General points of attention

The mail goal of exercise should be to increase confidence in exercise or any type of activity, and to increase trust in your body. Although exercise is highly recommended and all types of activity are great, not all types of exercise are suited for everyone with rheumatism. Five aspects need to be taken into account, before and during exercise:

1. Medical indications

As goes for anyone starting exercise, overall physical fitness and medical indications both play a role in choosing the appropriate form of exercise. There are no globally recognized exclusion criteria for rheumatism. Therefor, the generally applicable medical, physical, mental exclusion criteria for exercise apply.

Rheumatism is associated with a higher risk of (chronic) diseases such as cardiovascular disease, diabetes, COPD, and obesity. Osteoporosis comes with a higher risk of fractures. Medical indications need to be taken into account when starting an exercise program. A tailor made training plan and a medical risk assessment and supervision by a physical therapist or qualified fitness professional are advised.

2. Energy levels

Fatigue and sleeping disorders are symptoms of rheumatism. This affects the taxability of the body and mind and thus the ability to exercise. An assessment of current energy levels needs to take place at the start of every training session, in order to adjust the exercise to what is feasible, practicable and wise to do at that time.

3. Load capacity

With rheumatism, the load capacity of the joints is crucial. This is determined, among other things, by the condition of the joint and the extent to which a person suffers from inflammation. The load capacity of joints can be increased by increasing muscle strength and muscle endurance. This should be done gradually and with a solid approach under the supervision of a physical therapist or qualified fitness professional, to avoid overloading and severe joint pain after training. Muscle soreness is perfectly fine of course.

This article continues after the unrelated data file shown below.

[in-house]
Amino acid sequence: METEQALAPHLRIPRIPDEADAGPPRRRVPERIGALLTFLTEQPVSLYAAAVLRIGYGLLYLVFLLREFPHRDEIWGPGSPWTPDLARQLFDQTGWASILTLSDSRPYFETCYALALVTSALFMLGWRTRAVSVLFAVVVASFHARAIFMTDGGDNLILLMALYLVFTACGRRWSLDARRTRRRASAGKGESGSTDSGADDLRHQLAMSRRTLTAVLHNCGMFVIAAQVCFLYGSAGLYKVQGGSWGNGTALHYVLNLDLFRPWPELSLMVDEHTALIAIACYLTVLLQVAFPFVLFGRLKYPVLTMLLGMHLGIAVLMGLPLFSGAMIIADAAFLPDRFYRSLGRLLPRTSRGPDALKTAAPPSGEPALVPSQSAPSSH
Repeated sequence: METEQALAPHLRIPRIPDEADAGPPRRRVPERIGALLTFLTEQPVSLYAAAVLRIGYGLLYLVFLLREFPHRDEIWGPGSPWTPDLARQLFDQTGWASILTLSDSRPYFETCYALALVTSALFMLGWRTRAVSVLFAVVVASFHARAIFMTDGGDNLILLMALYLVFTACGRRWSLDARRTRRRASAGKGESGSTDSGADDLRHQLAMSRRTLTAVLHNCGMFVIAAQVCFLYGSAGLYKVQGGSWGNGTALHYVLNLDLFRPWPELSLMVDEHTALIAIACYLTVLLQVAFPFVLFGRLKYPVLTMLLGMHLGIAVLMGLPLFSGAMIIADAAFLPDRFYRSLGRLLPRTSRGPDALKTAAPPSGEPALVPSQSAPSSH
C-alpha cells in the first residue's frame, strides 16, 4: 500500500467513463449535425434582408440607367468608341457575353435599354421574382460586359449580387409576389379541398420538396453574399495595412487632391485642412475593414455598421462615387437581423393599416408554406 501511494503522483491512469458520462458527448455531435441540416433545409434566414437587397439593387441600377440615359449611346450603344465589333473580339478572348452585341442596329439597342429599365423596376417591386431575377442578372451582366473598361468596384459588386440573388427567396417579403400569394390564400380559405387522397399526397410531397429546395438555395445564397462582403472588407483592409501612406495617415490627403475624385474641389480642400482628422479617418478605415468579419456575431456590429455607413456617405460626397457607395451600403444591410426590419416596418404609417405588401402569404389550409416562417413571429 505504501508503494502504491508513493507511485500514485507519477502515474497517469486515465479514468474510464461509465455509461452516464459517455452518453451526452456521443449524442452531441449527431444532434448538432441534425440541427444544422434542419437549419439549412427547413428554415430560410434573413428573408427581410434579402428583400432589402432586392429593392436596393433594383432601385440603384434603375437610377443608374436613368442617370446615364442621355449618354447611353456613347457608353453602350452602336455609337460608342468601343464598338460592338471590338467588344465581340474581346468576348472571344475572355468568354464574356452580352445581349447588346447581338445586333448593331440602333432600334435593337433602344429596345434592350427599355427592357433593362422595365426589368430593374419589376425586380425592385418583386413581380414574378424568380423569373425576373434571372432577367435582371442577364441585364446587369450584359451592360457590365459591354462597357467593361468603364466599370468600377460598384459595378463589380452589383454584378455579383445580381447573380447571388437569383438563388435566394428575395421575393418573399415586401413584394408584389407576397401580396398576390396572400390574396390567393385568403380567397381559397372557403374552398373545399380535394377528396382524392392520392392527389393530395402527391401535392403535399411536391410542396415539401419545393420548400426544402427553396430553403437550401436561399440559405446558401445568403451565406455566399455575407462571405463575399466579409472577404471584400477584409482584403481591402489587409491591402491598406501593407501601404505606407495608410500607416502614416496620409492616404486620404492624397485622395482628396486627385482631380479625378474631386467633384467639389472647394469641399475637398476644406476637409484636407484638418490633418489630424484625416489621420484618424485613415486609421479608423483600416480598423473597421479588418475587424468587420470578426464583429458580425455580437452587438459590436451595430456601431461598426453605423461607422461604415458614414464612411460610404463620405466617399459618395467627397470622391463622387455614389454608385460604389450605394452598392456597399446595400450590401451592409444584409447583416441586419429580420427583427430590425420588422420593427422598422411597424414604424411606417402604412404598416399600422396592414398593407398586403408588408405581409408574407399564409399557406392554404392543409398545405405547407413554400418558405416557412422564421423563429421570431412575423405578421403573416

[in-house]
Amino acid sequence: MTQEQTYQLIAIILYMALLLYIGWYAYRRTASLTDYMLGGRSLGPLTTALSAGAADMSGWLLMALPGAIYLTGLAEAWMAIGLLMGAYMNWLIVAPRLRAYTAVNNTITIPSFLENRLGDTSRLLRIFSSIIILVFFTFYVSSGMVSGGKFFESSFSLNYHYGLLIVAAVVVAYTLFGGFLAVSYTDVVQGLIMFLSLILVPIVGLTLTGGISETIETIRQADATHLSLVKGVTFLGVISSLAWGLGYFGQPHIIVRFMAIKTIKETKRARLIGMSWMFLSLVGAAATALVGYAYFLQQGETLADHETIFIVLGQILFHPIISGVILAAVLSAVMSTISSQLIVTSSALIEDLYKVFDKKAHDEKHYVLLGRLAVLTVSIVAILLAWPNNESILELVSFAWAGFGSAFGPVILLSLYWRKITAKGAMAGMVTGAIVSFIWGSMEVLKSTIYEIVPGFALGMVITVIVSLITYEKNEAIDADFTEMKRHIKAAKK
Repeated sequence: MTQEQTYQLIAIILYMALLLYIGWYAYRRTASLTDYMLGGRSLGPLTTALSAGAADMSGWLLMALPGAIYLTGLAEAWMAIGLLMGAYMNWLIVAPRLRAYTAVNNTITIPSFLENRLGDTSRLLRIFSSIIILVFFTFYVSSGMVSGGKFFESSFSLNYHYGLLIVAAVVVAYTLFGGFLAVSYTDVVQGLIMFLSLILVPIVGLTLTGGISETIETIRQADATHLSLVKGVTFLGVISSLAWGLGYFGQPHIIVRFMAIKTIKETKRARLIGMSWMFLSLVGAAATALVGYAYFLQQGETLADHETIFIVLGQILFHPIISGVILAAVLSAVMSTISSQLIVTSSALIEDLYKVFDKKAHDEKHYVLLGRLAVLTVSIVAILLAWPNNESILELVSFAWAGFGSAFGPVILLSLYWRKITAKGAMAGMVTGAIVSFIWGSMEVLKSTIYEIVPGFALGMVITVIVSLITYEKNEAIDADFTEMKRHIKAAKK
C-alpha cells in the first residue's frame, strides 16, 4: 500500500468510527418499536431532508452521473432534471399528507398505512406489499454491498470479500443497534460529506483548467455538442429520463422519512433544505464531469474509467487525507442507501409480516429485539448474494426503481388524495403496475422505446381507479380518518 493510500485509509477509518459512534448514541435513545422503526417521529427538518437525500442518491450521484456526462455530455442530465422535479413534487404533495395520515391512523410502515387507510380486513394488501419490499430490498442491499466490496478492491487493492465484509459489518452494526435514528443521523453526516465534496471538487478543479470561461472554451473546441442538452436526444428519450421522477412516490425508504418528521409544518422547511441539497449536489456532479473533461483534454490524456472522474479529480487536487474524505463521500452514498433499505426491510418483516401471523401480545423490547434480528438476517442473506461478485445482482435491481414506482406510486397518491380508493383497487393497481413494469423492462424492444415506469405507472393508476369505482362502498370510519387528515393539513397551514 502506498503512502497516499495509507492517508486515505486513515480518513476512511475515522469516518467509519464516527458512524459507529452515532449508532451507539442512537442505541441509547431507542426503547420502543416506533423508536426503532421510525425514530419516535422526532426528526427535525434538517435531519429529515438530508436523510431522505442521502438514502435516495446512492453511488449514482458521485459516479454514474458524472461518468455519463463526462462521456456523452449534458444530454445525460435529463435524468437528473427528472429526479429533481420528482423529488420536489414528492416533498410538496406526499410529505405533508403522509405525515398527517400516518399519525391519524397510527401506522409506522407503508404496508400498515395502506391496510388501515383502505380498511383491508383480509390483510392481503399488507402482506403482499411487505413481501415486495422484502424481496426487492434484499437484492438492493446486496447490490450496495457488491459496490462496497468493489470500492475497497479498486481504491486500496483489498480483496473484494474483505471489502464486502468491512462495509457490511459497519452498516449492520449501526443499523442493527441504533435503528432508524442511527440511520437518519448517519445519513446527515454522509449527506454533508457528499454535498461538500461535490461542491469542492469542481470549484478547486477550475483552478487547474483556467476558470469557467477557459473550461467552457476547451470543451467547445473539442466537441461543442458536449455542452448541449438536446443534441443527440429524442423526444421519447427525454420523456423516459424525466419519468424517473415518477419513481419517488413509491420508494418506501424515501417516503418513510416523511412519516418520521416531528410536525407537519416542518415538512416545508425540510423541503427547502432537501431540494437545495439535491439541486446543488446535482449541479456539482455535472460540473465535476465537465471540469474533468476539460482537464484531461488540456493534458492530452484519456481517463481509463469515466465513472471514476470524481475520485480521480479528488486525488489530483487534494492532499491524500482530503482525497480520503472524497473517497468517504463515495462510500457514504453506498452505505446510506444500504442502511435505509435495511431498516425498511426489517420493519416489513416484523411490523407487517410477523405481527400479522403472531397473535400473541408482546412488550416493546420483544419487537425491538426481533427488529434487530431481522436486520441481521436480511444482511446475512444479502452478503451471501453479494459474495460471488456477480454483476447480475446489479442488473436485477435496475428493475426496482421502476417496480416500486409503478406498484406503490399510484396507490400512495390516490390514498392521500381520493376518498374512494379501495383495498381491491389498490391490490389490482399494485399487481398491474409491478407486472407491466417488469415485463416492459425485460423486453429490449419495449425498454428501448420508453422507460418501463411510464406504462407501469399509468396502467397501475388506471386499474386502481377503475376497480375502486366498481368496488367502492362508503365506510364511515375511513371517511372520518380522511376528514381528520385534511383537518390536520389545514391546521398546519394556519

4. Inflammation grade and levels of pain

Rheumatoid arthritis and spondylo- arthritis both involve active phases in which inflammation flares up, and non- active phases in which inflammation is only latently present. The intensity of exercise needs to be adjusted to the current phase.

During a flare up of inflammation, if the person with rheumatism does not have a base level of fitness yet or is in a lot of pain, low intensity exercise such as yoga or walking are recommended. The exercise should focus on functional movements and mobility. The goal is to stay active, to relax and to prevent further stiffness of muscles and joints. Keep in mind that this type of exercise does not improve cardiovascular endurance, muscle strength or musche endurance. It should be considered as a way to at least do somethingm which is always better than doing nothing.

During low levels of inflammation and pain, and once the person has a base level of fitness, the intensity of the exercise can be increased to a moderate level, even if joints still feel a bit sore or stiff. Exercise such as regular fitness, swimming or biking are appropriate. This types of exercise improve mainly cardiovascular endurance and muscle endurance, but not muscle strength.

5. Age

For people over the age of 70 with rheumatism, the focus should be on longevity by increasing muscle mass, improving balance and coordination and training functional movements. This requires an exercise program focussed on cardiovascular endurance, muscle endurance and muscle mass.